This isn’t the first time that major designers, fashion designers, and clothing lines have been found copying and appropriating indigenous Mexican designs.

For example, Zara, Mango, Etoile, Michael Kors, and Isabel Marant have all been criticized for this in the past. 

While high profile fashion designers have a history of appropriating and incorporating indigenous patterns and designs into their collections and products, it’s important and necessary that cultural institutions from other counties are calling these brands out in efforts to stop this from happening again. 

Kamala Harris Proposes Ambitious $100 Billion Grant Program To Close Racial Gap In Homeownership

Things That Matter

Kamala Harris Proposes Ambitious $100 Billion Grant Program To Close Racial Gap In Homeownership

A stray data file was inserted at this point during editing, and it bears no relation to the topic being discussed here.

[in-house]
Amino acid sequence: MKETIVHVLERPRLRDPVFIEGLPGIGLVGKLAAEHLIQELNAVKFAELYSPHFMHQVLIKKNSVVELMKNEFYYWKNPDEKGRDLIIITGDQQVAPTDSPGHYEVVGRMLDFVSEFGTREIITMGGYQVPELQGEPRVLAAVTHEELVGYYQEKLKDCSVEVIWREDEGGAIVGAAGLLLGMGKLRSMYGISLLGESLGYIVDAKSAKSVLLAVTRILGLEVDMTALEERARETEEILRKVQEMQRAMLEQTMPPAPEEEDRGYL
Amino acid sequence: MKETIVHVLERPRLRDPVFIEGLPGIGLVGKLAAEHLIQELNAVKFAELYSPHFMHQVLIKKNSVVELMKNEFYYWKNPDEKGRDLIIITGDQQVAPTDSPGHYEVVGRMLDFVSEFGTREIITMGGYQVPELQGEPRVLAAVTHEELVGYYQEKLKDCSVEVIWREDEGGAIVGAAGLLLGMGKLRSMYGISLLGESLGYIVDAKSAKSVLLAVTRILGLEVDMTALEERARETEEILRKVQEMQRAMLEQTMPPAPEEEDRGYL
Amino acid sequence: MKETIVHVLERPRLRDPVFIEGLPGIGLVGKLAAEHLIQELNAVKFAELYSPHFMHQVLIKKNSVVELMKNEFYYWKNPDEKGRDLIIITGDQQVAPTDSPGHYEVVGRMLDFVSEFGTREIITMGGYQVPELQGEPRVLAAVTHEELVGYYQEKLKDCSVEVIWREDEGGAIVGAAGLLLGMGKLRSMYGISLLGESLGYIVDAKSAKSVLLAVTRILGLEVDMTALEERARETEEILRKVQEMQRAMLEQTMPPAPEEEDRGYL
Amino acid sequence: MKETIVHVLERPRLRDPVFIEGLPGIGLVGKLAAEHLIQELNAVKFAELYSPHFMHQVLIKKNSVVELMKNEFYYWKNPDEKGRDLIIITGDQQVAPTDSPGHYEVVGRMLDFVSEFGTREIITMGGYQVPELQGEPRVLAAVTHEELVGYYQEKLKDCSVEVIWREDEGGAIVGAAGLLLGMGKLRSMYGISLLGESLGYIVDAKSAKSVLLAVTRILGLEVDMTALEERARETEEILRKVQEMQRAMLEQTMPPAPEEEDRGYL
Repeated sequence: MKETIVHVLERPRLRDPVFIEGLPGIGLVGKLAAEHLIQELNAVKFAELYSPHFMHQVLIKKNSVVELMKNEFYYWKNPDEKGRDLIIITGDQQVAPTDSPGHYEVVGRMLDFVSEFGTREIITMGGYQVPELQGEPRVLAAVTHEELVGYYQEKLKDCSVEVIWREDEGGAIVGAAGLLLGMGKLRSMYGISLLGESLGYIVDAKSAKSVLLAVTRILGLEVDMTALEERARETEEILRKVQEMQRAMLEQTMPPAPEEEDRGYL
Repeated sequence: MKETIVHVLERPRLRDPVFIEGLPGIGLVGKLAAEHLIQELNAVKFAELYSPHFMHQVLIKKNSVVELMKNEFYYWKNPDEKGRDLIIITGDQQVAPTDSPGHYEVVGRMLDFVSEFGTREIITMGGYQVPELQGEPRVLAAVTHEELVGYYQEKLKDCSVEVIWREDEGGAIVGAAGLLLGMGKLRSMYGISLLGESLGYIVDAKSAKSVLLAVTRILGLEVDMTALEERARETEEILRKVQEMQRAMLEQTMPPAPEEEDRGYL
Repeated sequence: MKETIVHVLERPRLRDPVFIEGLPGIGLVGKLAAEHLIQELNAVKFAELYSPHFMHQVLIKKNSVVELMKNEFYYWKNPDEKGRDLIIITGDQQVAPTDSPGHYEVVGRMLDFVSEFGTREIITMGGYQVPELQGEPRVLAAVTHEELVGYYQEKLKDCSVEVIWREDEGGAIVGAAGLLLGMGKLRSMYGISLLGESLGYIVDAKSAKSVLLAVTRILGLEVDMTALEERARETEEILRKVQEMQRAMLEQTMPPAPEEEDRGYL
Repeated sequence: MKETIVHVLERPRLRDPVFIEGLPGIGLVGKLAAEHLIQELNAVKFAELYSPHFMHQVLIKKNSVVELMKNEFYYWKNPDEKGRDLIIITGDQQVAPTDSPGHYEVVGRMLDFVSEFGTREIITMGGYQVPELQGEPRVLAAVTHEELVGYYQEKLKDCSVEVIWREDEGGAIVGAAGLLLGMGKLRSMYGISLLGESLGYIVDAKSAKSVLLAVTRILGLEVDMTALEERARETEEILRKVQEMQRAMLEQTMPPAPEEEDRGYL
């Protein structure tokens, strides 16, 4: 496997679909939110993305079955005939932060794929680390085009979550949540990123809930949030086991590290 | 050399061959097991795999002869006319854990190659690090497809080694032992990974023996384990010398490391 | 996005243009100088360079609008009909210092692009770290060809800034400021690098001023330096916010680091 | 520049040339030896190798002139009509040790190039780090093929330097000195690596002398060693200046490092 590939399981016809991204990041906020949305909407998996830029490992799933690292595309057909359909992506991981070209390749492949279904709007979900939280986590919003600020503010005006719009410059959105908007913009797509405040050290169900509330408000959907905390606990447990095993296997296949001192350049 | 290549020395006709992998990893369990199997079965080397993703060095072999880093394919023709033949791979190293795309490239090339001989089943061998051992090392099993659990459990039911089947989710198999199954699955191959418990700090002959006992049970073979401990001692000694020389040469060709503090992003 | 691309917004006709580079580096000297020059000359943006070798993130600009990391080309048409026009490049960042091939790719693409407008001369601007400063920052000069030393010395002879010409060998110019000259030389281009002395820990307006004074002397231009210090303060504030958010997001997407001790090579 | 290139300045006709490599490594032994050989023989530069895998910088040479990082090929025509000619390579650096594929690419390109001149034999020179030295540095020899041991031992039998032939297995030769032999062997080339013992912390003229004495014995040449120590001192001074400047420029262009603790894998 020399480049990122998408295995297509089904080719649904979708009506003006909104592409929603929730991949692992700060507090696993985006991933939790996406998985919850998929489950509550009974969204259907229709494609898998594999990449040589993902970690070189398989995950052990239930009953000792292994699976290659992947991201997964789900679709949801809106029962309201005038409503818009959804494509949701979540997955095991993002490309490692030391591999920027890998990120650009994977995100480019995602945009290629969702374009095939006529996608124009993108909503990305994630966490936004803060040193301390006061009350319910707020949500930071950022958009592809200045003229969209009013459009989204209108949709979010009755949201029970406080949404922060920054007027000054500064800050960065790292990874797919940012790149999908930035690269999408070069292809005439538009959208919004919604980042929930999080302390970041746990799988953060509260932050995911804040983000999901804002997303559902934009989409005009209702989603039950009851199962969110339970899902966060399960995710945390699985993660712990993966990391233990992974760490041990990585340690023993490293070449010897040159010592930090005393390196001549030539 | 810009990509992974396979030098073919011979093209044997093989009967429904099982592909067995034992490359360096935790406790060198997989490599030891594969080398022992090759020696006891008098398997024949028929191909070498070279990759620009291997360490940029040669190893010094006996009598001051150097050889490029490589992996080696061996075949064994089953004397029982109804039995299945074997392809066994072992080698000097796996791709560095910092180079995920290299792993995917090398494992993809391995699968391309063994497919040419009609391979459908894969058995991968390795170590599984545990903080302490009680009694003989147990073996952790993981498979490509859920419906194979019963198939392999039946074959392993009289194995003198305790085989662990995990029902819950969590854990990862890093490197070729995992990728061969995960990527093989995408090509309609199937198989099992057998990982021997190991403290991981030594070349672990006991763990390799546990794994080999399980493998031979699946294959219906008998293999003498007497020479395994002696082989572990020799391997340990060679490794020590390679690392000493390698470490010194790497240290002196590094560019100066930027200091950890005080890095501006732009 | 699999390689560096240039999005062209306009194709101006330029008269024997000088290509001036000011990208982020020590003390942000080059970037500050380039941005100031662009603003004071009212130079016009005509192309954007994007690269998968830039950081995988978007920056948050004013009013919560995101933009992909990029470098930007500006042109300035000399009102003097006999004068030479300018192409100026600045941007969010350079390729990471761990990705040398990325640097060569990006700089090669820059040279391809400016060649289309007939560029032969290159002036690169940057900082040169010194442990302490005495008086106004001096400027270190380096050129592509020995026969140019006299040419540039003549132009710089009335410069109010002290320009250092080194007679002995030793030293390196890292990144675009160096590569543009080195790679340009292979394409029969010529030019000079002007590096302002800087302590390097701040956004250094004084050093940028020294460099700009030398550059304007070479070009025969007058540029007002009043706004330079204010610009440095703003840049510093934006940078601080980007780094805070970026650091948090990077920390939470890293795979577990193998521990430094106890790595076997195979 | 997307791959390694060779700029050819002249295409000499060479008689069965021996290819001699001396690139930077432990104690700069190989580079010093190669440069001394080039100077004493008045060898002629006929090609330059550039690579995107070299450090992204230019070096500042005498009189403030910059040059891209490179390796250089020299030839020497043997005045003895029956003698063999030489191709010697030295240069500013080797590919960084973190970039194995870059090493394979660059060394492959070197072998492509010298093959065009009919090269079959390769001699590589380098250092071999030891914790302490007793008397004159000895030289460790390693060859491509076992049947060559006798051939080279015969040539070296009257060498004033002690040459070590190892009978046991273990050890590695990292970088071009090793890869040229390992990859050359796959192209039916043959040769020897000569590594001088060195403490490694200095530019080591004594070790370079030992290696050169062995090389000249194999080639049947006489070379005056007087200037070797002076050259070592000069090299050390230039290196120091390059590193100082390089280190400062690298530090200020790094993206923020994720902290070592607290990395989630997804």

kamalaharris / Instagram

Democratic Presidential candidate Kamala Harris, a California Senator, has recently proposed a $100 billion federal grant solution to help address the racial wealth gap for Black Americans. The crux of the solution is centered in homeownership. She wants to help pay for down payments and closing costs for families of color that are still affected by redline segregation-era practices. She announced her plan Saturday at the Essence Festival in New Orleans, which aims to lift up Black women.

“That not only lifts up black America, that lifts up all of America,” she told the crowd.

The plan would help at least 4 million families that are living in those areas that were redlined. Redlining is the term used to describe Jim Crow laws that limited black families’ abilities to take out loans to buy homes. Redlining effectively set boundaries on where those families could live, and, generations later, those families continue to suffer.

The plan also includes a crucial policy change that would raise credit scores for many minority families.